So I thought I would write a little information and provide some picture of some different types of popular bird species found in the wild and captivity
Cockatiels (Nymphicus hollandicus)
These birds are originally from Australia with some accidental migration into Tasmania. In the wild, they can be found in 10–50 birds per flock. Breeding season varies on location–in southern Australia, it is from August to December; in the north, it is at the end of rainy season; and in central Australia, it is after rainfalls. They forage for food on the ground and eat seeds grasses, herbs, fruits, berries and millet. Cockatiels are very common pet birds in the United states. They can be found in a variety of colors, are very social and can be prolific egg layers.
Budgerigars aka budgies (Melopsttacus undulatus)
These birds are originally from Australia. They tend to live in grassy terrain and open country and they feed on seeds, grasses and herbs and tend to be active in morning and late afternoon. Breeding season in southern Australia is from August to January and in the north from June to September. In captivity, budgies have been bred for color as well, size and other characteristics that now define them as American vs English budgies. The most striking is the size difference. However, these birds are the same species and can be bred together. Budgies can be very social, mimic words and sounds, and have a personality much larger than their diminutive size.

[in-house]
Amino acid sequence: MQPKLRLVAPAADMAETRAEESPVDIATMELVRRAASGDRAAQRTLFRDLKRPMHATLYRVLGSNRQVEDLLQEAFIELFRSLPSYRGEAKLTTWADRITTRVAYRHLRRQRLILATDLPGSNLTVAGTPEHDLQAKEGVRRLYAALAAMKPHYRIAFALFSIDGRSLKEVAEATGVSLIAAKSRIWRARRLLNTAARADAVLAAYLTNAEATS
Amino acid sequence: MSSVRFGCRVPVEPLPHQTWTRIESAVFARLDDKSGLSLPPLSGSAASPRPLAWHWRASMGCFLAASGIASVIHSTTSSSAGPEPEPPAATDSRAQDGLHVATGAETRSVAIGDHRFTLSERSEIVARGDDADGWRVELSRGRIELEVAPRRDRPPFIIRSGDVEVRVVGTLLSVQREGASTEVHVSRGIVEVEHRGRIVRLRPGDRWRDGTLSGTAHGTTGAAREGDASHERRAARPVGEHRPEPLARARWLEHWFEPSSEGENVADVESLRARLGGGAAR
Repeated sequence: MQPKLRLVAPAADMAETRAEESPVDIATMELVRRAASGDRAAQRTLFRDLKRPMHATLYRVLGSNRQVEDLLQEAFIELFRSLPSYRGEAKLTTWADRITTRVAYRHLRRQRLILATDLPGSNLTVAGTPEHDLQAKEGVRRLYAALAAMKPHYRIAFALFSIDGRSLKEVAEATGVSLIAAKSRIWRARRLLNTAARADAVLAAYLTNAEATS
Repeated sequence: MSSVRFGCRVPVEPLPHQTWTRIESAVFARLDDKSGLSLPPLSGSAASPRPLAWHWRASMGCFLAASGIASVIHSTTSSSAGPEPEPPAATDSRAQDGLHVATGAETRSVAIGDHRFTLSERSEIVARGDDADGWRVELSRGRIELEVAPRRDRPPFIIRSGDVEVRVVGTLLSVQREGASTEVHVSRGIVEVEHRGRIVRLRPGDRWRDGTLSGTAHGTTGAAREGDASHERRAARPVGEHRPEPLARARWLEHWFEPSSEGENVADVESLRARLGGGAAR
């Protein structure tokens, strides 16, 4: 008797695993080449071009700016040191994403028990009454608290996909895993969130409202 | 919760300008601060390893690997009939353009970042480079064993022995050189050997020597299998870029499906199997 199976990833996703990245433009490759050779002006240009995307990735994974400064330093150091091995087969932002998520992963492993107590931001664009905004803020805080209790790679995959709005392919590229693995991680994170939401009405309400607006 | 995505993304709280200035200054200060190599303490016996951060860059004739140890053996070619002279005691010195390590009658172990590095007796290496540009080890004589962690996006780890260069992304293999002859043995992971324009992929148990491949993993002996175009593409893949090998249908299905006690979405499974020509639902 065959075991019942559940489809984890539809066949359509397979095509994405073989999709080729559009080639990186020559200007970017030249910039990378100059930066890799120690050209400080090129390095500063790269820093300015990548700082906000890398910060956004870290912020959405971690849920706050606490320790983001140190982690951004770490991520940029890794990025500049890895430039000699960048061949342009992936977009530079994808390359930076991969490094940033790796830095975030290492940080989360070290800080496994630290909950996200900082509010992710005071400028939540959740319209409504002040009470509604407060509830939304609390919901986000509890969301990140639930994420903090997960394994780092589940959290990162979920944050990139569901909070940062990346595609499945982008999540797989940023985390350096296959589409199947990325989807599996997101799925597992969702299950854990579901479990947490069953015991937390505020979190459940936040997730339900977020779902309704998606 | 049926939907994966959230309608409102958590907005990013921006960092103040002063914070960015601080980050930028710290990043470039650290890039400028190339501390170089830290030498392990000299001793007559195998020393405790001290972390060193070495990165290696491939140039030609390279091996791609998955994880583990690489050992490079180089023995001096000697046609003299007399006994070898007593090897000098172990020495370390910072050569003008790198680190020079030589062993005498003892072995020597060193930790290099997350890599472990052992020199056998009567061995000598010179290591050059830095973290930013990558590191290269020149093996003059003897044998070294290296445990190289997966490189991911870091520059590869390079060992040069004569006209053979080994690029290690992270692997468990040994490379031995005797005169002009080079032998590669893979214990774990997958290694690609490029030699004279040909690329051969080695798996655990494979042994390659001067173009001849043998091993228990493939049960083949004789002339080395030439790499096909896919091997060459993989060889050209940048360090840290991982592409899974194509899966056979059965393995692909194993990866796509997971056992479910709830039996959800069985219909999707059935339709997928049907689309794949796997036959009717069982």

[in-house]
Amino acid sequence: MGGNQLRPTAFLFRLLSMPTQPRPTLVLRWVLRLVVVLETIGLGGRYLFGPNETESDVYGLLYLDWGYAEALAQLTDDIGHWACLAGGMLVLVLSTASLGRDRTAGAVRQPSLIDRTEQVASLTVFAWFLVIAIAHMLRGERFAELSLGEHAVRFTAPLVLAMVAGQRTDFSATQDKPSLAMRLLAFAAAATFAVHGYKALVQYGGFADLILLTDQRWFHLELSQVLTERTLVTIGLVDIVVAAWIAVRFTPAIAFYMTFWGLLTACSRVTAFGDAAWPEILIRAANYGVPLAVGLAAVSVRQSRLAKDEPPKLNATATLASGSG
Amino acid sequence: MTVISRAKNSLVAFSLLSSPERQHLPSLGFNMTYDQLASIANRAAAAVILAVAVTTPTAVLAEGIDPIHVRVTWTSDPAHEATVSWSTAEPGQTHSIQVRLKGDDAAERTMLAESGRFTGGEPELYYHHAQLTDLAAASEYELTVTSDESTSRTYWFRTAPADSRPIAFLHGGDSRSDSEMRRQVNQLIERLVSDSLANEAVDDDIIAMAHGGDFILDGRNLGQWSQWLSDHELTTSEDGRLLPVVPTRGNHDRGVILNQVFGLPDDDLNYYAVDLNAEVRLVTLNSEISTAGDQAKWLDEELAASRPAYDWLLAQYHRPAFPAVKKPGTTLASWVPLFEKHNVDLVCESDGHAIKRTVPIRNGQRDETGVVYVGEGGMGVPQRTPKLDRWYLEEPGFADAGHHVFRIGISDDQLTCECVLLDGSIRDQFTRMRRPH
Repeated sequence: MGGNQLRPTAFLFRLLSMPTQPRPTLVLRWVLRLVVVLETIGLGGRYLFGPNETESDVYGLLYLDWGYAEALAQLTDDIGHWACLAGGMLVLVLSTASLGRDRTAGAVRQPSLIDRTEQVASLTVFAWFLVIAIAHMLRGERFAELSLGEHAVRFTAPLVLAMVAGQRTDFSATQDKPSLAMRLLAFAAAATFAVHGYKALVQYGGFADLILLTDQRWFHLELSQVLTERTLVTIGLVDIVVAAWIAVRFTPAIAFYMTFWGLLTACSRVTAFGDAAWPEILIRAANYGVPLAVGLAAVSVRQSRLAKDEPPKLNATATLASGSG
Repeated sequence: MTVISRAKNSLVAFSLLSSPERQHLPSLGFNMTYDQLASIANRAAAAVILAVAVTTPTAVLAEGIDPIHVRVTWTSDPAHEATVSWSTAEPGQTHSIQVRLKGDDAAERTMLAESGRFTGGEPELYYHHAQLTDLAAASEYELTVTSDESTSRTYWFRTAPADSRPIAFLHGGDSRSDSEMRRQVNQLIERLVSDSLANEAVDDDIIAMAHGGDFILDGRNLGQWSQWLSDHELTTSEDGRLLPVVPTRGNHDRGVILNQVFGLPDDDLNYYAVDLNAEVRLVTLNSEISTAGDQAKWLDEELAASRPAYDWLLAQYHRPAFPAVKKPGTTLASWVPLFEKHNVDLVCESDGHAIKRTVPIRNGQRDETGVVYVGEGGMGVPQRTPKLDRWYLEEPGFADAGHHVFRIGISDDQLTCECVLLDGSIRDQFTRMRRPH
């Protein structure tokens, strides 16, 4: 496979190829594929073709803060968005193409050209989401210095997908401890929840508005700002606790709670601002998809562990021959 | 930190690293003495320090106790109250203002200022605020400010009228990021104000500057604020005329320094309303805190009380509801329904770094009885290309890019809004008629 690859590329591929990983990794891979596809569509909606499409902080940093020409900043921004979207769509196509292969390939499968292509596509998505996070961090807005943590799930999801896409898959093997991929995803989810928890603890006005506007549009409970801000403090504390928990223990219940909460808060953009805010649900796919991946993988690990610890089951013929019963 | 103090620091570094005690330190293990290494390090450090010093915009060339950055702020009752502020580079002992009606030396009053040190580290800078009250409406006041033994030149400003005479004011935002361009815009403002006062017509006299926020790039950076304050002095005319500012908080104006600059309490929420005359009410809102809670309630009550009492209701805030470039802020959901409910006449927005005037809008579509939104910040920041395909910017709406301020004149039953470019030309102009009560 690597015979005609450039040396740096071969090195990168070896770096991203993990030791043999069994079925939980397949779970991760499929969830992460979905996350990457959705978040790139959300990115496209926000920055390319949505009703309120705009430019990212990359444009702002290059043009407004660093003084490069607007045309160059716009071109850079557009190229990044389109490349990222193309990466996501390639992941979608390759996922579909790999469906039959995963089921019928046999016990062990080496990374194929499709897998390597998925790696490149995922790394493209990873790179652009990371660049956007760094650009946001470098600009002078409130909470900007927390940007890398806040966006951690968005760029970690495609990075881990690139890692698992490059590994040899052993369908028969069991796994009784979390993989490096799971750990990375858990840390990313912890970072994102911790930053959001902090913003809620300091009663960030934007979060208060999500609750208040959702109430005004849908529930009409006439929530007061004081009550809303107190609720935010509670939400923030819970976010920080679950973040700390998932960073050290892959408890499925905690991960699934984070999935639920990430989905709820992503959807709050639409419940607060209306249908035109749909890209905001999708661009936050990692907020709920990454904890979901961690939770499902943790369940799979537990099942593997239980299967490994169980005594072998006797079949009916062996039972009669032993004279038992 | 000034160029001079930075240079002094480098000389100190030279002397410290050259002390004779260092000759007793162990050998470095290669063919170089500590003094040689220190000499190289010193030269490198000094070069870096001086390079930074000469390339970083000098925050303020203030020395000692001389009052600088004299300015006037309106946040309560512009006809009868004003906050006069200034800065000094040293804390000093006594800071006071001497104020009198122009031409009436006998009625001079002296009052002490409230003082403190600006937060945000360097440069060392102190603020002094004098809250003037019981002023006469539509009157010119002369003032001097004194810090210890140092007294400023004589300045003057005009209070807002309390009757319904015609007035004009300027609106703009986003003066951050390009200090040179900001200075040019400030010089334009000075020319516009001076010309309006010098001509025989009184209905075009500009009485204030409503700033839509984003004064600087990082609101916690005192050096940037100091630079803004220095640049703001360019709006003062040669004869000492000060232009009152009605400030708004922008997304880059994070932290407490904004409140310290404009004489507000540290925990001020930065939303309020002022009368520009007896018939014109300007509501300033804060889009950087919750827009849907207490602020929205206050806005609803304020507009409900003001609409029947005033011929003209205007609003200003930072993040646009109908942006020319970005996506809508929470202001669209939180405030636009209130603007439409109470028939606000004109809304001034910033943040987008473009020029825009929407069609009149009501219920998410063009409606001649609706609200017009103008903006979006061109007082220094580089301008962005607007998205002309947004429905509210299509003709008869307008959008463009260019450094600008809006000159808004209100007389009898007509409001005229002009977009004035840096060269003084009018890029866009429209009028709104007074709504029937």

English budgie is on the left, American on the right.
Quaker Parrot aka Monk Parrot (Myiopsitta monachus)
These birds are originally from Bolivia, Brazil and Argentina. They have also been introduced in Puerto Rico and there are also wild colonies that are now living throughout the United States, including California, New Jersey, Connecticut, and Long Island, New York. They live in areas of open forests, scrubland, and orchards. They can live in groups of 10 to 100 brids and make large colnial nests with each pair having its own breeding chamber. In captivity, they can be destructive and loud, but they are also affectionate and mimic words and sounds.
Conure: To be continued in its own post as there many types of conures that are of interest.
Most of the facts of this blog was from: Encyclopedia of Parakeets by Kurt Kolar and Karl Heinz Spitzer. 1990
The pictures were borrowed from the world wide web.